Negotiating a better salary can be a daunting prospect at the best of times but research has consistently shown that women perform particularly poorly when it comes to these conversations. Add to this the pay difference between male and female lawyers – which, according to recent Law Society data, stands at around one third— and it becomes clear that women in particular need to rethink how they approach salary negotiations.
Start the conversation
The first, and potentially most difficult step, is to initiate the discussion. The topic is likely to come up naturally when commencing a new job or changing roles but is harder at other times. Annual reviews are a good opportunity to take advantage of an easy opening where pay can be discussed. Be direct and ask for a raise – talking around the issue or alluding to it won’t get you anywhere and is a mistake women frequently make more than men.
Get your facts together
It is important to be able to back up any request for pay increase with current data on average pay in the relevant sector. Having some specific examples of salary ranges for your role will add weight to your argument and will ensure your expectations are realistic. Women have been shown to fall down on preparation in particular even though the stats are likely to work in their favour. See our salary surveys for some help with this.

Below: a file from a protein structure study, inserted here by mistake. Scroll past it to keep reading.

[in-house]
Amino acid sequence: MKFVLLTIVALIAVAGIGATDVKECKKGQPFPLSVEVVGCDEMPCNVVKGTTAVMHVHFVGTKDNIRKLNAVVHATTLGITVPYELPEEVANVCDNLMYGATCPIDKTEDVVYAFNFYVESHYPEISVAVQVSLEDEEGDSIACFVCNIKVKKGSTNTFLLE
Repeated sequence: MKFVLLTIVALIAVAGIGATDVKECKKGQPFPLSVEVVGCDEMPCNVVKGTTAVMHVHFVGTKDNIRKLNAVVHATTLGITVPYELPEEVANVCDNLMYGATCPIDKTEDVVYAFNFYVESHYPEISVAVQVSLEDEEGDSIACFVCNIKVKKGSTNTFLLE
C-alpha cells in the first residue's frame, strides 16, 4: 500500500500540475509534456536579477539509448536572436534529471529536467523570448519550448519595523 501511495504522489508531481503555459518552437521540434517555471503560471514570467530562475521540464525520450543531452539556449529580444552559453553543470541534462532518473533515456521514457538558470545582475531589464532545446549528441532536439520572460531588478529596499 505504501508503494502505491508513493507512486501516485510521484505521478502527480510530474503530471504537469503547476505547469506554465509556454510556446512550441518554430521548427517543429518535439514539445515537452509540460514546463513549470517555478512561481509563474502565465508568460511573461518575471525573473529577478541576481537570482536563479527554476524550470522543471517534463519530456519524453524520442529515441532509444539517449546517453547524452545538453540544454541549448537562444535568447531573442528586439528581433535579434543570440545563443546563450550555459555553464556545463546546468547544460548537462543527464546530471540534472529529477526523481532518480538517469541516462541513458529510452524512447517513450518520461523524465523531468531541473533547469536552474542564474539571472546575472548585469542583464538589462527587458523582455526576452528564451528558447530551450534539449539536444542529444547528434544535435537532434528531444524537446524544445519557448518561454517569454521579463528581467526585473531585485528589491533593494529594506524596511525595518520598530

Show your value
Treat the conversation like a job interview— point out your value to the team and your strengths. Highlight your previous achievements and ways you can contribute to the organisation’s profits and success. Focus on how you are an asset— not on why you need the money.
Think of the bigger picture
Be prepared to be flexible and take other benefits into account. Extra holidays, training opportunities or travel might be worth just as much to you as an increased salary. Consider these alternatives and know what you’re willing to accept— or make suggestions if your employer doesn’t bring them up. Men excel at this and reap the rewards as a consequence.
Be prepared to negotiate
If possible, try to have your employer be the first to suggest a figure. Be prepared with a counter-offer and don’t feel obliged to accept the first offer. Women are much more likely to take “no” for an answer, while men will often continue to bargain. If you have to make the first suggestion, choose a figure in the mid-to-high range for your role and industry, backed up by your research.
Don’t undervalue yourself
There may be valid reasons why the organisation is not in a position to offer you a salary increase despite your best bargaining skills. Always act in a professional manner if your proposal is not accepted. Women tend to take rejection in the workplace much more personally than men so remember that it’s just business. If appropriate, try to set a date for a salary review in the future or agree to an increase if specific targets are met. If, however, you feel like you aren’t being compensated for your true worth, it may be time to look elsewhere.